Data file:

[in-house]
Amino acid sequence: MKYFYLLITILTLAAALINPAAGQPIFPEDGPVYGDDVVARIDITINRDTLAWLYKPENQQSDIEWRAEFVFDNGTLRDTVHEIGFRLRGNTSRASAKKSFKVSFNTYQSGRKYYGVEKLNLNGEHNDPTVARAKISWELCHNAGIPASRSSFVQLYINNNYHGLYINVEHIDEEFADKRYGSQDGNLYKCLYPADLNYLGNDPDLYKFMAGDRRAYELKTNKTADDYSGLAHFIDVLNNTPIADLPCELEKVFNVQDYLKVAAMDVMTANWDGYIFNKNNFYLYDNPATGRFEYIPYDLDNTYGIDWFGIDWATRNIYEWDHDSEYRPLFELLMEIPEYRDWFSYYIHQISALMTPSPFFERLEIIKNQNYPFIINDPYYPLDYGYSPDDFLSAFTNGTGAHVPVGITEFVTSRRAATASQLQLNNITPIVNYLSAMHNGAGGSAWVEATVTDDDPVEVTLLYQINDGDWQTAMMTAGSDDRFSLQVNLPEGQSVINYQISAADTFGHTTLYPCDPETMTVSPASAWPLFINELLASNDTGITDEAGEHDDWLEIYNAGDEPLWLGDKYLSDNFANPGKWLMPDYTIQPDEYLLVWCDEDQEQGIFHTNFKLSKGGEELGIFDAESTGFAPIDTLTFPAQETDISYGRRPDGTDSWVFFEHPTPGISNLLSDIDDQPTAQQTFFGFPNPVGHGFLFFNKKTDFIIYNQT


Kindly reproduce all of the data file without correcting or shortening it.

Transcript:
[in-house]
Amino acid sequence: MKYFYLLITILTLAAALINPAAGQPIFPEDGPVYGDDVVARIDITINRDTLAWLYKPENQQSDIEWRAEFVFDNGTLRDTVHEIGFRLRGNTSRASAKKSFKVSFNTYQSGRKYYGVEKLNLNGEHNDPTVARAKISWELCHNAGIPASRSSFVQLYINNNYHGLYINVEHIDEEFADKRYGSQDGNLYKCLYPADLNYLGNDPDLYKFMAGDRRAYELKTNKTADDYSGLAHFIDVLNNTPIADLPCELEKVFNVQDYLKVAAMDVMTANWDGYIFNKNNFYLYDNPATGRFEYIPYDLDNTYGIDWFGIDWATRNIYEWDHDSEYRPLFELLMEIPEYRDWFSYYIHQISALMTPSPFFERLEIIKNQNYPFIINDPYYPLDYGYSPDDFLSAFTNGTGAHVPVGITEFVTSRRAATASQLQLNNITPIVNYLSAMHNGAGGSAWVEATVTDDDPVEVTLLYQINDGDWQTAMMTAGSDDRFSLQVNLPEGQSVINYQISAADTFGHTTLYPCDPETMTVSPASAWPLFINELLASNDTGITDEAGEHDDWLEIYNAGDEPLWLGDKYLSDNFANPGKWLMPDYTIQPDEYLLVWCDEDQEQGIFHTNFKLSKGGEELGIFDAESTGFAPIDTLTFPAQETDISYGRRPDGTDSWVFFEHPTPGISNLLSDIDDQPTAQQTFFGFPNPVGHGFLFFNKKTDFIIYNQT